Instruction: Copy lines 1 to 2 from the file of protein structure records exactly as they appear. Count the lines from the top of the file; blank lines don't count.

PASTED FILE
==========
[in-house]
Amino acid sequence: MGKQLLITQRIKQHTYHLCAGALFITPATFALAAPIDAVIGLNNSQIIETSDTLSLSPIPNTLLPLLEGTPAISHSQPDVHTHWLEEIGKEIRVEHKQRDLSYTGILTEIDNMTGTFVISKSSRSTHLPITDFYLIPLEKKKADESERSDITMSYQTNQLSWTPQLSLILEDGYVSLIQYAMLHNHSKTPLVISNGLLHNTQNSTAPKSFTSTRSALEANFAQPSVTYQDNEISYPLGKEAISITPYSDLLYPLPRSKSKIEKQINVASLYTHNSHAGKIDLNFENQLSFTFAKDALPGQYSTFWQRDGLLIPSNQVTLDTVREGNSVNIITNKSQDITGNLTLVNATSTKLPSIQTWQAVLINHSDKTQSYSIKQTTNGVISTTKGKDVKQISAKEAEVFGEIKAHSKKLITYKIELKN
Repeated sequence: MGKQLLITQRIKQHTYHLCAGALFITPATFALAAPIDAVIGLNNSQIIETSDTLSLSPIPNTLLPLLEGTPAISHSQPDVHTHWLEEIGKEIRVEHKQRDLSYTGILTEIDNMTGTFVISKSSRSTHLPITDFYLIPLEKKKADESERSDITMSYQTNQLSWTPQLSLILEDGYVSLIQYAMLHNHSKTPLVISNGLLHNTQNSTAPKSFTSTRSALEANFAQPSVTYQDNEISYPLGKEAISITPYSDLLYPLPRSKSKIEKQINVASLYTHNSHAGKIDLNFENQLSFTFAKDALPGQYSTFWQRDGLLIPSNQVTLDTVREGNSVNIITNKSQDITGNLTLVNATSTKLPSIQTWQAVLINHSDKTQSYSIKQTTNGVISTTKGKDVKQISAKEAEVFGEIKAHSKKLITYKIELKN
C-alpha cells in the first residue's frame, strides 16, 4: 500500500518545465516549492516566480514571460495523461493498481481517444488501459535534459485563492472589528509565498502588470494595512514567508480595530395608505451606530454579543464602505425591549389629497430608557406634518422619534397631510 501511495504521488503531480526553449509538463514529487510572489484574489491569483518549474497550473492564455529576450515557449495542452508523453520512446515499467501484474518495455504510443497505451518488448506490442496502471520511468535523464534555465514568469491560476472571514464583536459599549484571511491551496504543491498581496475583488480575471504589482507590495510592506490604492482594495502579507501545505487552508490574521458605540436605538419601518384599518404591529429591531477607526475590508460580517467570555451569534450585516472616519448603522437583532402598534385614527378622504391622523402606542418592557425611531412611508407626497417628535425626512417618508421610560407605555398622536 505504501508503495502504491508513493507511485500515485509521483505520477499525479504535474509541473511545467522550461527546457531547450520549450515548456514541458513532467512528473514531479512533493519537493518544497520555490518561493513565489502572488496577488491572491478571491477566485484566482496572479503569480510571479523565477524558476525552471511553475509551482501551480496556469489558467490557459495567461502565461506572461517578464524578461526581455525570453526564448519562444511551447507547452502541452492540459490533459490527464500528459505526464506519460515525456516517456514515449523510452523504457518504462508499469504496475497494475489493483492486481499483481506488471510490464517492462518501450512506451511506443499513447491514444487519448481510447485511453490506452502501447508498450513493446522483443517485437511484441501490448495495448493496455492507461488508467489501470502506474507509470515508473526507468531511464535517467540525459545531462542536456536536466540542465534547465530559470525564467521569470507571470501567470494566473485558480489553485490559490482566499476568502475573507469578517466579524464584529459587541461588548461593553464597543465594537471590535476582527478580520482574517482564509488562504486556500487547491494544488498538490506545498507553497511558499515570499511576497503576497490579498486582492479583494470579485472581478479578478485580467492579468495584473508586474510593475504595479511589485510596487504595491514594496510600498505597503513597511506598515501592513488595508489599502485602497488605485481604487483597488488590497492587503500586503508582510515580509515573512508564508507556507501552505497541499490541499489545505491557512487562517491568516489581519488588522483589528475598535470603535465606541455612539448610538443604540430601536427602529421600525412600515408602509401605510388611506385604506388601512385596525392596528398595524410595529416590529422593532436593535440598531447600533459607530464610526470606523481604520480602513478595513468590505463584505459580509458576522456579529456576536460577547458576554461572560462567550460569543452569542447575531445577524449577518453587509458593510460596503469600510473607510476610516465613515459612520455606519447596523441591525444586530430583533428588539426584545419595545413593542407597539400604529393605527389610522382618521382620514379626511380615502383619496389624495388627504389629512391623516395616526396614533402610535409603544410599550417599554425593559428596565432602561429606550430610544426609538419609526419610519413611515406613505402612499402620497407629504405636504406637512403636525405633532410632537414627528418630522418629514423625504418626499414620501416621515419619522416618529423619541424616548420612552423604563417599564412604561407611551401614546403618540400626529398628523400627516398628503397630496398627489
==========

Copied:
[in-house]
Amino acid sequence: MGKQLLITQRIKQHTYHLCAGALFITPATFALAAPIDAVIGLNNSQIIETSDTLSLSPIPNTLLPLLEGTPAISHSQPDVHTHWLEEIGKEIRVEHKQRDLSYTGILTEIDNMTGTFVISKSSRSTHLPITDFYLIPLEKKKADESERSDITMSYQTNQLSWTPQLSLILEDGYVSLIQYAMLHNHSKTPLVISNGLLHNTQNSTAPKSFTSTRSALEANFAQPSVTYQDNEISYPLGKEAISITPYSDLLYPLPRSKSKIEKQINVASLYTHNSHAGKIDLNFENQLSFTFAKDALPGQYSTFWQRDGLLIPSNQVTLDTVREGNSVNIITNKSQDITGNLTLVNATSTKLPSIQTWQAVLINHSDKTQSYSIKQTTNGVISTTKGKDVKQISAKEAEVFGEIKAHSKKLITYKIELKN